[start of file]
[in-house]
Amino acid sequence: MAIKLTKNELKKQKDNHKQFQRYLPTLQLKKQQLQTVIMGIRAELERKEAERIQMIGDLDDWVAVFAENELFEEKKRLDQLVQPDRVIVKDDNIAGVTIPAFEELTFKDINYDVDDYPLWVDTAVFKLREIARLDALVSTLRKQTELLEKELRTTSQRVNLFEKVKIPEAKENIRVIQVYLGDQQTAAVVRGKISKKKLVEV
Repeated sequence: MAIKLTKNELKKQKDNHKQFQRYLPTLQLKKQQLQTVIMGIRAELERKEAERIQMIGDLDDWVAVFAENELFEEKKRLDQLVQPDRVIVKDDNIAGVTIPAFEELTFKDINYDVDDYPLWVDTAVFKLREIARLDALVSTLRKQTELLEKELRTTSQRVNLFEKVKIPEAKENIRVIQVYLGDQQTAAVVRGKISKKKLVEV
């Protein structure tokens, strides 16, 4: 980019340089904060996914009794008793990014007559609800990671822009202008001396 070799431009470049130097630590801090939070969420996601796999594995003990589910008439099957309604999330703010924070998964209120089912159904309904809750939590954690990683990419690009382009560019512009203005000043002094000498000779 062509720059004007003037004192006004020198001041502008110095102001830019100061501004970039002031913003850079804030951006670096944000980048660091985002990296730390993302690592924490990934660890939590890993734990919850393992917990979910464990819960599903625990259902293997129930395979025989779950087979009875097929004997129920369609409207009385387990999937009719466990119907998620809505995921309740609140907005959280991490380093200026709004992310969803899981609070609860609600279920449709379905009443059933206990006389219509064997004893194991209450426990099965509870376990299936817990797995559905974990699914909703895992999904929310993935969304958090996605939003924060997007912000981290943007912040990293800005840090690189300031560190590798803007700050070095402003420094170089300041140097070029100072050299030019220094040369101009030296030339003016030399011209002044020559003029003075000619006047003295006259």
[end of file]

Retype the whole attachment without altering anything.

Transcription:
[in-house]
Amino acid sequence: MAIKLTKNELKKQKDNHKQFQRYLPTLQLKKQQLQTVIMGIRAELERKEAERIQMIGDLDDWVAVFAENELFEEKKRLDQLVQPDRVIVKDDNIAGVTIPAFEELTFKDINYDVDDYPLWVDTAVFKLREIARLDALVSTLRKQTELLEKELRTTSQRVNLFEKVKIPEAKENIRVIQVYLGDQQTAAVVRGKISKKKLVEV
Repeated sequence: MAIKLTKNELKKQKDNHKQFQRYLPTLQLKKQQLQTVIMGIRAELERKEAERIQMIGDLDDWVAVFAENELFEEKKRLDQLVQPDRVIVKDDNIAGVTIPAFEELTFKDINYDVDDYPLWVDTAVFKLREIARLDALVSTLRKQTELLEKELRTTSQRVNLFEKVKIPEAKENIRVIQVYLGDQQTAAVVRGKISKKKLVEV
């Protein structure tokens, strides 16, 4: 980019340089904060996914009794008793990014007559609800990671822009202008001396 070799431009470049130097630590801090939070969420996601796999594995003990589910008439099957309604999330703010924070998964209120089912159904309904809750939590954690990683990419690009382009560019512009203005000043002094000498000779 062509720059004007003037004192006004020198001041502008110095102001830019100061501004970039002031913003850079804030951006670096944000980048660091985002990296730390993302690592924490990934660890939590890993734990919850393992917990979910464990819960599903625990259902293997129930395979025989779950087979009875097929004997129920369609409207009385387990999937009719466990119907998620809505995921309740609140907005959280991490380093200026709004992310969803899981609070609860609600279920449709379905009443059933206990006389219509064997004893194991209450426990099965509870376990299936817990797995559905974990699914909703895992999904929310993935969304958090996605939003924060997007912000981290943007912040990293800005840090690189300031560190590798803007700050070095402003420094170089300041140097070029100072050299030019220094040369101009030296030339003016030399011209002044020559003029003075000619006047003295006259």